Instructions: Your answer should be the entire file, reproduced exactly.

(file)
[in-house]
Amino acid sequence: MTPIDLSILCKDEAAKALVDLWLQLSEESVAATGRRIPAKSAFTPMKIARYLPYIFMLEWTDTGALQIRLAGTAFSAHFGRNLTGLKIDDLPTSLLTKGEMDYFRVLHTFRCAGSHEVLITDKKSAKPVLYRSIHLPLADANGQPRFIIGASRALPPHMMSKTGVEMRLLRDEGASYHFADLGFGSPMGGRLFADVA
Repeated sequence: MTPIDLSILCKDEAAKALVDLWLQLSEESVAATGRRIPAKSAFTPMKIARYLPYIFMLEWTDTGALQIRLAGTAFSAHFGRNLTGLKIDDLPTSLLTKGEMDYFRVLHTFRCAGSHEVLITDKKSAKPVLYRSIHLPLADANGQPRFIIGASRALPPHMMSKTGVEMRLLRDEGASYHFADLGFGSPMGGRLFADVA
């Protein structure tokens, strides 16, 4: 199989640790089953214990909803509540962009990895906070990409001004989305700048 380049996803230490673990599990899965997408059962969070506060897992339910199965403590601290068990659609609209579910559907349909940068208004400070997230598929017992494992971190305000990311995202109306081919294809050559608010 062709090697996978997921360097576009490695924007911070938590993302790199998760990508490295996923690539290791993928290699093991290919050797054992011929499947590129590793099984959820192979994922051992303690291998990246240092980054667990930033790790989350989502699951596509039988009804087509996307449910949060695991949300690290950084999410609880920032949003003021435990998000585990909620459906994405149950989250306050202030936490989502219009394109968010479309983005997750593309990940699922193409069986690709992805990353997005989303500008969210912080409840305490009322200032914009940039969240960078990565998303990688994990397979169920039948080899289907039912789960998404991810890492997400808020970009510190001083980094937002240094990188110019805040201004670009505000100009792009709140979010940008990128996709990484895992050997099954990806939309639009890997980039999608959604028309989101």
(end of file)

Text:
[in-house]
Amino acid sequence: MTPIDLSILCKDEAAKALVDLWLQLSEESVAATGRRIPAKSAFTPMKIARYLPYIFMLEWTDTGALQIRLAGTAFSAHFGRNLTGLKIDDLPTSLLTKGEMDYFRVLHTFRCAGSHEVLITDKKSAKPVLYRSIHLPLADANGQPRFIIGASRALPPHMMSKTGVEMRLLRDEGASYHFADLGFGSPMGGRLFADVA
Repeated sequence: MTPIDLSILCKDEAAKALVDLWLQLSEESVAATGRRIPAKSAFTPMKIARYLPYIFMLEWTDTGALQIRLAGTAFSAHFGRNLTGLKIDDLPTSLLTKGEMDYFRVLHTFRCAGSHEVLITDKKSAKPVLYRSIHLPLADANGQPRFIIGASRALPPHMMSKTGVEMRLLRDEGASYHFADLGFGSPMGGRLFADVA
């Protein structure tokens, strides 16, 4: 199989640790089953214990909803509540962009990895906070990409001004989305700048 380049996803230490673990599990899965997408059962969070506060897992339910199965403590601290068990659609609209579910559907349909940068208004400070997230598929017992494992971190305000990311995202109306081919294809050559608010 062709090697996978997921360097576009490695924007911070938590993302790199998760990508490295996923690539290791993928290699093991290919050797054992011929499947590129590793099984959820192979994922051992303690291998990246240092980054667990930033790790989350989502699951596509039988009804087509996307449910949060695991949300690290950084999410609880920032949003003021435990998000585990909620459906994405149950989250306050202030936490989502219009394109968010479309983005997750593309990940699922193409069986690709992805990353997005989303500008969210912080409840305490009322200032914009940039969240960078990565998303990688994990397979169920039948080899289907039912789960998404991810890492997400808020970009510190001083980094937002240094990188110019805040201004670009505000100009792009709140979010940008990128996709990484895992050997099954990806939309639009890997980039999608959604028309989101």